The Rationality Paradox

Groningen, a.d. x Kal. Junias MMDCCLXXI A.U.C.

One of the most baffling things I have encountered in social science is what might be dubbed the rationality paradox: put a few rational individuals together and watch the world burn, yet put irrational people together and they can collectively be quite rational. Examples abound, put to keep this legible I’ll try to keep things short.

An example of collectively irrational behaviour is the infamous tragedy of the commons. Imagine you and your neighbour share a pond with fish. You both like to eat fish so you both go fishing quite often. However, because neither of you can prevent the other from fishing, both of you fish as much as possible, you really like fish after all. After a while the pond is empty, and neither of you can eat fish in the long term. While this almost seems too stupid to be a real life scenario, we can see this type of behaviour all around, fish literally gets caught in such quantities that there will be no fish in the future. The Dutch, Norwegians and British wreaked havoc on the whale population in the North Atlantic already in the 17th century. We burn more fossil fuels than the planet can deal with. Nevertheless, for each individual it is rational to burn fuel and eat that fish: our individual consumption does not really affect the planet directly, while we in turn cannot prevent others from consuming too much, and fish tastes really amazing.

Meanwhile, two irrational yet trusting individuals would have an easy solution for the previous problem: they would simply trust each other. Seeing neither would try to catch fish in spite of their promises, they would both have fish indefinitely. Sounds like a pretty optimal outcome to me. In social science these type of explanations for cooperative behaviour do recur: People cooperate because they simply are cooperative. So, collectively these two people are much more rational than they are individually. See here the rationality paradox: irrational individuals reach a better outcome than rational individuals could.

However, I do not believe that individuals are that irrational. I think neighbours learn to trust each other. Tit-for-tat behaviour (I’m willing to trust you as long as you act trustworthy) is not the same as irrational behaviour. Many of the problems of collectively irrational behaviour have to do with a lack of trust among people, or a lack of communication which could foster this trust. Tit-for-tat behaviour allows people to gain trust and thus prosper together. You are more likely to be scammed by someone you will never see again (I’ll never forget that taxi driver in Tehran) than by someone you have to cooperate with on a daily basis. Indeed, humans evolved in small enough groups to know each other, in which it helped to see whether others were to be trusted, in which it helped to cooperate and create trust, but in which competition also played a role. Hence we are much better at solving these type of collective action problems in small groups than in large groups. Indeed, the modern world is much more complex than a small tribe roaming nature. We often need rules to deal with our collective irrationality.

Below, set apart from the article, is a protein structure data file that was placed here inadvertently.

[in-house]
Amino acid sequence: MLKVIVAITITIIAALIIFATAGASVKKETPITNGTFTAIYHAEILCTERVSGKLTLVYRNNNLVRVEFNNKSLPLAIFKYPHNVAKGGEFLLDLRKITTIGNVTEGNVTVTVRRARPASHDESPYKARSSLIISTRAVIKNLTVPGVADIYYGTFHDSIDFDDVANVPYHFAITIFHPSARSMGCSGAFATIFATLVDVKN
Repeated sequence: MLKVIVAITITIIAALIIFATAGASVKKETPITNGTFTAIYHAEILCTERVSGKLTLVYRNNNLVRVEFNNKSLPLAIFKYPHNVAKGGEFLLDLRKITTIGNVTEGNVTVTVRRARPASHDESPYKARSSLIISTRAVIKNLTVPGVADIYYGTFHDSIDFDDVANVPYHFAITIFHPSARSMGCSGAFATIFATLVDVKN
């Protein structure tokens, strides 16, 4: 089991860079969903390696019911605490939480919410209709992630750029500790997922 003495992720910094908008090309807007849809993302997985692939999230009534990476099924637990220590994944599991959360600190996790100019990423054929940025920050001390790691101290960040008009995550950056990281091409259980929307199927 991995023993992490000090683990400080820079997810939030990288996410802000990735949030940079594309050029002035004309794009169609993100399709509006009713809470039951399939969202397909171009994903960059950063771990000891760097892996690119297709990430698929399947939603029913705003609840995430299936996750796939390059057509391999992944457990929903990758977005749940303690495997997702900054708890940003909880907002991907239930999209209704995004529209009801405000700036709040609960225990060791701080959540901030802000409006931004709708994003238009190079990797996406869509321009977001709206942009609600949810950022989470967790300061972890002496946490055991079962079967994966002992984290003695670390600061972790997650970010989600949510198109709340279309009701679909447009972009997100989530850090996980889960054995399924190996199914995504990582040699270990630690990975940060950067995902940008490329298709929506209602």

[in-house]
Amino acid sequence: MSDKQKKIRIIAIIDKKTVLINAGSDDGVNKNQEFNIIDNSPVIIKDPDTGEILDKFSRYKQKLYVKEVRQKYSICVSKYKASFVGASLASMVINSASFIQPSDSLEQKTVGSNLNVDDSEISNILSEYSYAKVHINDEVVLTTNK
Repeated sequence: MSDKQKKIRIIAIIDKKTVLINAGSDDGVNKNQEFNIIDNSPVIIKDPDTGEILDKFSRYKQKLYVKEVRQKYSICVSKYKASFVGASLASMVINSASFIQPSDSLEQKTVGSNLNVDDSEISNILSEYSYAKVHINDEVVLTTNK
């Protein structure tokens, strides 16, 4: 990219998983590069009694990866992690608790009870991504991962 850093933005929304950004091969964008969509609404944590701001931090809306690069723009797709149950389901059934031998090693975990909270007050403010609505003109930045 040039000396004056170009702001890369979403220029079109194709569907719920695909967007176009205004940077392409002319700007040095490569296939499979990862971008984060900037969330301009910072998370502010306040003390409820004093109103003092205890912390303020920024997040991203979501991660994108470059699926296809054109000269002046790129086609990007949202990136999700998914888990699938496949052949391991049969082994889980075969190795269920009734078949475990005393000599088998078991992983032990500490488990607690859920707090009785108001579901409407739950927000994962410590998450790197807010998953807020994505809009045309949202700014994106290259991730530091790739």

So, plain irrationality (I always trust people, for instance) does not work well as a theory. This basically denies agency to individuals, it pretends that everyone is just getting along with life constantly showing the exact same behaviour. That is not how humans work though, we ain’t no ants. Like I said before, in some situations we cooperate, in other situations we compete. It is this which theories proposing irrational humans often cannot grapple with: the changing behaviour according to circumstances. At the very least theories of irrational behaviour need to explain what causes changes in behaviour, something which humans do often, but which these theories often cannot explain

So, while the rationality paradox is very real in theory, in real life we mostly need to deal with explaining what induces cooperation amongst individuals, rather than that we see irrational individuals showing ant-like cooperative behaviour.

Bottom Line: Rational individuals can behave irrationally collectively, but irrational individuals can behave rationally collectively. However, it is questionable whether irrational behaviour of that type really exists, because we ain’t no ants.

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